Initiatives for Putting History to Work

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This New York History Blog often carries posts about historical exhibits and events designed to bring historical perspective to current events. Providing historical context for the public might be called “putting history to work.”

Historian Edward L. Ayres, president emeritus of the University of Richmond and the current president of the Organization of American Historians, has launched a new online project, sponsored by the University, called BUNKHISTORY. The project is meant to confront Henry Ford’s famous 1916 statement that “History is more or less bunk” by showing its relevance and importance.

The project combs the internet for interesting articles, maps, videos, etc. “to create a fuller and more honest portrayal of our shared past, and reveal the extent to which every representation is part of a longer conversation.”

The project launched in September and is still being tested and developed. The BUNKHISTORY website makes this case for history:

  • “History is not something that happened once and then is past, but rather asserts itself in the present and future in unpredictable ways.
  • History is not one national story or set of facts to memorize, but rather all the evidence we have about everything that has happened up to this minute.
  • The past is being remade constantly, partly because we discover new patterns within it, and partly because we ask new questions of it.
  • History can be presented in any form, from a narrative to a database, from a film to a museum, from a song to an archive.
  • Something that happened 200 years ago can send more energy through the system of memory, power, and contestation than something that happened ten years ago. Art and culture move history, just as politics and economics do. Anonymous people often move history.
  • Much of what is important in history moves beneath the surface of events. Things that happened without obvious consequence in their own time can help shape lives for generations that follow.
  • Knowing what actually happened, based on evidence and scholarship, is necessary for meaningful judgment. The ways we remember the past, on the other hand, are often as powerful as what actually happened.”

Those points are worth noting in part because they assert that history is dynamic and our view of it changes with the times; that it led to present times; and that how we understand it shapes how we understand current institutions and issues.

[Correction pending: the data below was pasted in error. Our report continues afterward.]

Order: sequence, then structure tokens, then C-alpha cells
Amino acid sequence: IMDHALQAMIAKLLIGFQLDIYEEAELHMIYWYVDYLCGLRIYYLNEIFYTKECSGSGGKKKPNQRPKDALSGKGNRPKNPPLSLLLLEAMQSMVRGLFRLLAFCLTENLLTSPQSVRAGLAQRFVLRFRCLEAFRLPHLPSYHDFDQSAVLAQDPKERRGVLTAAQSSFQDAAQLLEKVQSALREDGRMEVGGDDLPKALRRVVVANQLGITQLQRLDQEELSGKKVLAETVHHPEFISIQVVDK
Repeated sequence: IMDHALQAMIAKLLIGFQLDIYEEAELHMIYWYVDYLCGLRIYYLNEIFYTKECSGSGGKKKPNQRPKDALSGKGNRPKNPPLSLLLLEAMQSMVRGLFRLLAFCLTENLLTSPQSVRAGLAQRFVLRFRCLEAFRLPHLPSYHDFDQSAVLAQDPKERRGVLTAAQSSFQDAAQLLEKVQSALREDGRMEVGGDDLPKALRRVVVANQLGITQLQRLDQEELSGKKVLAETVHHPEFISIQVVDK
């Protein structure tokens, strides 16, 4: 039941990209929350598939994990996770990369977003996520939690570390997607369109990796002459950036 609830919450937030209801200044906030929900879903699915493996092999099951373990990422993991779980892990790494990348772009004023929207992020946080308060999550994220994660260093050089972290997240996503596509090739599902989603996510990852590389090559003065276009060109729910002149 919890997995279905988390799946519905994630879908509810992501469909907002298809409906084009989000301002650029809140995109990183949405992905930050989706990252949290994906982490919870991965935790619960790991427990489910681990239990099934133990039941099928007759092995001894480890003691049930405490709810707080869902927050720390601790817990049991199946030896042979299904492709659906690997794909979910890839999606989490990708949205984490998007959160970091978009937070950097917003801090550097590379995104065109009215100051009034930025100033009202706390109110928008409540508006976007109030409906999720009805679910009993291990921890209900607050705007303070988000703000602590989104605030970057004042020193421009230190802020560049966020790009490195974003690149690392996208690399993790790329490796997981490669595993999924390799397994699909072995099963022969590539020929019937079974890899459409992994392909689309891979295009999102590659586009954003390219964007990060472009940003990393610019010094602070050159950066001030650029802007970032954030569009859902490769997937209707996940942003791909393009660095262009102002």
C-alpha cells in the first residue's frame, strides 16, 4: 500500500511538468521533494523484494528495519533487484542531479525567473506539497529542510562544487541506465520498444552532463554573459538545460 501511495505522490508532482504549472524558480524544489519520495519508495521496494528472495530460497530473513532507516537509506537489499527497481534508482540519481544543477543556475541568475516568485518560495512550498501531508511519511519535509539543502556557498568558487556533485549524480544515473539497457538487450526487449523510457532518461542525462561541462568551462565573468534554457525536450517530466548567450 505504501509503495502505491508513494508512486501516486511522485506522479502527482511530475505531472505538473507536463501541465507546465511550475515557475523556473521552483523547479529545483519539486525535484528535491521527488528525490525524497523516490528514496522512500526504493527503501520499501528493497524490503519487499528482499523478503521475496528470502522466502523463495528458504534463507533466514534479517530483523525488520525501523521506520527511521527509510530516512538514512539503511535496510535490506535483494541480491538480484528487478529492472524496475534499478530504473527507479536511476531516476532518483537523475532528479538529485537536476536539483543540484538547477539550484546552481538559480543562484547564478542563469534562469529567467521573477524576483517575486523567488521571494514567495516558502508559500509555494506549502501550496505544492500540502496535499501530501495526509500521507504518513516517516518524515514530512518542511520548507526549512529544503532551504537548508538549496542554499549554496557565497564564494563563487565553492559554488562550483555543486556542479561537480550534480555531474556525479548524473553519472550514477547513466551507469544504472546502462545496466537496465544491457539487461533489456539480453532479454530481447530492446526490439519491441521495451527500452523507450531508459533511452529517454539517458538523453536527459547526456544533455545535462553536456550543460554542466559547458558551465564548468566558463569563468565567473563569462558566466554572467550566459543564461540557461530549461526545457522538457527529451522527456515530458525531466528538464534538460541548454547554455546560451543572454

Some other initiatives might also be of interest:

  • Ohio State University and Miami University in Oxford, Ohio sponsor an online forum called “Origins: Current Events in Historical Perspective.” It features articles that “focus on the long-term trends and patterns, search for the foundations of today’s events, and explore the often complicated nature of a particular current event.”
  • The American Historical Association launched “Everything Has a History: Bringing Historical Context to Current Events.” in 2016, videos where historians “provide context for the pressing issues facing the country and the world.”
  • Back Story With the American History Guys”  is a public radio program and podcast featuring Ed Ayers and others that brings historical perspective to current events and news stories.
  • Made by History,” launched by the Washington Post in July 2017, is intended to provide “historical analyses to situate the events making headlines in their larger historical context.”
  • In Britain, “History and Policy,” a partnership of university history departments, publishes white papers and reports with historical perspectives on current events.
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Bruce Dearstyne

About Bruce Dearstyne

Dr. Bruce W. Dearstyne served on the staff of the New York State Office of State History and the State Archives. He was a professor and is now an adjunct professor at the University of Maryland’s College of Information Studies and has written widely about New York history and occasionally writes about New York history issues for the “Perspective” section of the Sunday Albany Times Union. Bruce is the author of two books published in 2015: The Spirit of New York: Defining Events in the Empire State’s History (SUNY Press) and also Leading the Historical Enterprise: Strategic Creativity, Planning and Advocacy for the Digital Age (Rowman and Littlefield and the AASLH). He can bereached at

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  1. Pingback: Making History Public: A Virginia Example | The New York History Blog

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